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What you need to know about data center backup in Folsom
Backing up data in a public cloud can be a bit of a technical challenge. Backing up an entire data center can be even more of an undertaking. The bad news is that it must be done. The good news is that even SMBs can manage the challenges of data center backups as long as they use the right approach and the right tools. With that in mind, here is a quick guide to what you need to know about data center backup in Folsom.
Data center backup includes a lot more than “just” data
One of the many reasons SMBs have flocked to the public cloud is because it means that managing hardware is someone else’s problem. If you’re running your own data center, however, it’s your problem. Similarly, it’s your problem to manage core digital assets such as operating systems and applications and all the configuration data required to make them work as users expect. If you’re using virtual environments, it’s also on you to keep track of the data for the host and management console.
Last but definitely not least, it’s strongly advisable to make sure that you have a straightforward means of contacting any key people involved in the running of your data center, including your supplier. This is likely to mean also having an easily-accessible backup of any information necessary to demonstrate your legal use of a digital asset, such as your licensing information.
Managing your data is key to managing your data center backup
Having just said that there is a lot more to data center backups than just backing up data, the fact remains that data centers, literally, exist to store and process business data. This means that they tend to have a lot of it and it needs to be managed carefully for a whole number of reasons, starting with legal ones.
First of all, it’s strongly recommended to minimize the amount of personal data you collect and to ensure that it is only kept for as long as it is needed. This is increasingly likely to be a legal requirement and even if it’s not, it’s very definitely best practice. You should also aim to move personal data out of your production systems as quickly as possible either by deleting it or archiving it. This may not result in a great performance increase for your data backup process (or your restoration process) but it will do a lot to reduce your security risk.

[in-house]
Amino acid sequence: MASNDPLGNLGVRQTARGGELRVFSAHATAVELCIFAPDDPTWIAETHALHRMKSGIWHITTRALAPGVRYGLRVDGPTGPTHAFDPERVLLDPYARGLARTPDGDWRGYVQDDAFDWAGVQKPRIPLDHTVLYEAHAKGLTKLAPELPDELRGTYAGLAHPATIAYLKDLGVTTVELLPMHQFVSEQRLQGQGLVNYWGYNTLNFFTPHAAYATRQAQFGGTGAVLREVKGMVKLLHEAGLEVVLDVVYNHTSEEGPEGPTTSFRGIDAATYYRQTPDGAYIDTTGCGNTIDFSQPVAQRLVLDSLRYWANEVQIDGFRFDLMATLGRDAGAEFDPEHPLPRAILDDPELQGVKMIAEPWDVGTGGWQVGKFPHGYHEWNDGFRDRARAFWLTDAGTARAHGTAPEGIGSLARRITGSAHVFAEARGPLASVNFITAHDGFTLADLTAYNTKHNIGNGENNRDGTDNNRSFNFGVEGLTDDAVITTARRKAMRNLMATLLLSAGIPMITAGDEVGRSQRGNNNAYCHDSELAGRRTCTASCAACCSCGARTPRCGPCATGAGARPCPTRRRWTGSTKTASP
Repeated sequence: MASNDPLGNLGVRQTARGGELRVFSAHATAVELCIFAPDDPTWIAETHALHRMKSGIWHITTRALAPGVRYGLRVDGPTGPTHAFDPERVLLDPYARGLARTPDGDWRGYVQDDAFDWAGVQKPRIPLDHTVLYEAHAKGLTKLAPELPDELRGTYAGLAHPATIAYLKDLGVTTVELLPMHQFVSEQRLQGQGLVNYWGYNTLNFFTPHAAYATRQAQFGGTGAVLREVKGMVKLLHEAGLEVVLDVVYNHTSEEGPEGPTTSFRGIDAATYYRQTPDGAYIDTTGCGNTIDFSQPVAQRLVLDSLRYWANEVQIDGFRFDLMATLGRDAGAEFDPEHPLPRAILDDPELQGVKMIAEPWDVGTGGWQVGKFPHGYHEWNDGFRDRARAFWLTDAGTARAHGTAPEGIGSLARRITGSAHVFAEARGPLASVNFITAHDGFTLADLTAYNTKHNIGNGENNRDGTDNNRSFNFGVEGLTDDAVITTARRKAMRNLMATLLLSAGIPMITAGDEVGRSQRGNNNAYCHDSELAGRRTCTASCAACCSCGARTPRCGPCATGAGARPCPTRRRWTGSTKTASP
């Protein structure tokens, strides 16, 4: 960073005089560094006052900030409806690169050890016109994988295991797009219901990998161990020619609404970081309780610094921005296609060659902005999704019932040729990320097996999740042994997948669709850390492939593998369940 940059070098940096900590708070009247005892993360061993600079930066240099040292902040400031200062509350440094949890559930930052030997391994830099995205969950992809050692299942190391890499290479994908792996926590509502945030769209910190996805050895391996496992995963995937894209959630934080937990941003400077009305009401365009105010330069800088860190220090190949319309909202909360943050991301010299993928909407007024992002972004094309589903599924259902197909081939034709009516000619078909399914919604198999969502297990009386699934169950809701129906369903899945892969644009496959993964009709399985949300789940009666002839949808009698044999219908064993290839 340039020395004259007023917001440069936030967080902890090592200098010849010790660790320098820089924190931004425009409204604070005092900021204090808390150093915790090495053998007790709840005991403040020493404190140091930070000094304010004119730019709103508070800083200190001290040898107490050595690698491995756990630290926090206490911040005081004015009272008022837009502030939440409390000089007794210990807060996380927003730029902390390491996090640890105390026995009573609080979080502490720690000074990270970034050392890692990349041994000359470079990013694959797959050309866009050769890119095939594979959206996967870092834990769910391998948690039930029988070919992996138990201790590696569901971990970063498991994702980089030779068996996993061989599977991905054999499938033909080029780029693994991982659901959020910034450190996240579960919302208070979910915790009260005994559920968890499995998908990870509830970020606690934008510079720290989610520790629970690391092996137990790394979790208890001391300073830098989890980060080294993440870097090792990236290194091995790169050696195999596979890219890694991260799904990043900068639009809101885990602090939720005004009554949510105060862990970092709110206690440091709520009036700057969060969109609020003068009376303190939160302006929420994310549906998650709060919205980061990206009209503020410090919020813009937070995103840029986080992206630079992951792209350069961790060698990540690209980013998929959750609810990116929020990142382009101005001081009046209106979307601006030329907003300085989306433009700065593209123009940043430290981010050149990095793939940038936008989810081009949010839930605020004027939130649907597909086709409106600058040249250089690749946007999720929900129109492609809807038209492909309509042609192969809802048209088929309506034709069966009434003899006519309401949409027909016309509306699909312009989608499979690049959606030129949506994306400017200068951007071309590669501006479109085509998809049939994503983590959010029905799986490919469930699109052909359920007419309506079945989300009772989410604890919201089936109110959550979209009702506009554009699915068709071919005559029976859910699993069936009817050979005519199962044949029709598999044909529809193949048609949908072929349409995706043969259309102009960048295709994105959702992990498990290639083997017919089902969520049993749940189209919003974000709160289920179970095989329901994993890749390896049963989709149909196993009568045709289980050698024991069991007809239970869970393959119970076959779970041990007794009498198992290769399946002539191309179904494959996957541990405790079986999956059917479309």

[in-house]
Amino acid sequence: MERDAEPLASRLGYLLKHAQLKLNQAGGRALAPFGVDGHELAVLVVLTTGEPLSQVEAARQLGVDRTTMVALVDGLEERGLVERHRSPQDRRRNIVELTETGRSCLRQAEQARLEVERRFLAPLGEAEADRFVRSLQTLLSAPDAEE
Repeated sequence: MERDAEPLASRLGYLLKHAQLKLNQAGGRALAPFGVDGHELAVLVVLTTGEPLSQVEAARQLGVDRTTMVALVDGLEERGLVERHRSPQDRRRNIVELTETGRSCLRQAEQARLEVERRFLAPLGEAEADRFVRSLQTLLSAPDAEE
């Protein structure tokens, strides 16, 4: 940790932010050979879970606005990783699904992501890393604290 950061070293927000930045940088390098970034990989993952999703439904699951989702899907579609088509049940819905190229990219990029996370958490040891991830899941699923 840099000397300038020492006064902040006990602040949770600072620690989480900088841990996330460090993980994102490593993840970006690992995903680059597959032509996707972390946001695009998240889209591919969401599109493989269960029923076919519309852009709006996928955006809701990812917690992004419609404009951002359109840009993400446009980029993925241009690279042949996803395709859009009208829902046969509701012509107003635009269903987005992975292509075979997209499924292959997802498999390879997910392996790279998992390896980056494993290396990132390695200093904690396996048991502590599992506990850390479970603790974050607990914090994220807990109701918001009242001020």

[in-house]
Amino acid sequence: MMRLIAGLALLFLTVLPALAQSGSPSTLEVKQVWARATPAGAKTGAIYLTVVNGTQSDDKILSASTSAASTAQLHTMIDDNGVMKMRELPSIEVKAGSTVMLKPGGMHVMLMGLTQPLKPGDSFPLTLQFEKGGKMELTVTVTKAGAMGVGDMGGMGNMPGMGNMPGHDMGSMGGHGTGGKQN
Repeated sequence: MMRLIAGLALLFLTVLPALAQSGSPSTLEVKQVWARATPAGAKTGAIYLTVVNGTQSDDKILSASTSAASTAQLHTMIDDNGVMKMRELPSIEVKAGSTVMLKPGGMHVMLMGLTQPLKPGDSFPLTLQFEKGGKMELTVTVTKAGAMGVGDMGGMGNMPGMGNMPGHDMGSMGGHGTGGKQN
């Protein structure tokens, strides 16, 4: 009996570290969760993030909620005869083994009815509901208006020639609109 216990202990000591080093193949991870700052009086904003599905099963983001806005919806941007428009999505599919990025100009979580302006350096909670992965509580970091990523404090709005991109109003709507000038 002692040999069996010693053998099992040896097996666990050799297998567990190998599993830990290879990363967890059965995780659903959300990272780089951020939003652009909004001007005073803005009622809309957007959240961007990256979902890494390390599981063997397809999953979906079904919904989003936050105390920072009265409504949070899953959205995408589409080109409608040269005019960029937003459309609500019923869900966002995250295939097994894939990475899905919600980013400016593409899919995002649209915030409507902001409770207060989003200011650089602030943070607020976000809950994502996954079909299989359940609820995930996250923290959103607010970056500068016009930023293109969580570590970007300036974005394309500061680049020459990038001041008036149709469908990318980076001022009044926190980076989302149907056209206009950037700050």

Your second priority is to keep tabs on any other data with legal implications such as compliance data, legal data (e.g. data proving your ownership of assets such as intellectual property) and confidential data. These should usually be treated in much the same way as personal data.
Last but definitely not least, you need to identify what data is core to the running of your business. Depending on your size and level of expertise, you may even want to segment it further to enable more in-depth management. This can be a lot easier in a public cloud than in a data center, however, it is certainly possible if you have the resources and can be very beneficial.
Hopefully, by this point, you have covered all the data in your production systems and if you haven’t then it could be a sign that you need to check why data is in your production systems. If it’s not core to your business, then does it really need to be in a place where it’s going to be backed up (and potentially recovered) unnecessarily? If nobody can agree to delete it could it at least be archived instead?
It’s vital to choose the right data center backup tools for your needs
You need one or more solutions to manage the data center backup process and you need one or more forms of storage to hold the data you are backing up. There are all-in-one hardware solutions that can do both. These can be great plug-and-play solutions, but they tend to have limited options for customization and hence tend to be best suited to smaller data centers.
Cloud-based solutions (Backup-as-a-Service) are lightweight, affordable and generally easy to use. They do depend on a reliable internet connection but this is unlikely to be an issue these days.
Software solutions and hybrid solutions (part-software/part-BaaS) tend to be the best choices for SMBs which need more control over their backup process, including, for example, the flexibility to use SSDs and tapes together to harness the power of the former and the robust cost-effectiveness of the latter.
If you’d like to speak to a reputable and experienced data center backup partner in Folsom, please click here now to contact Salient IT.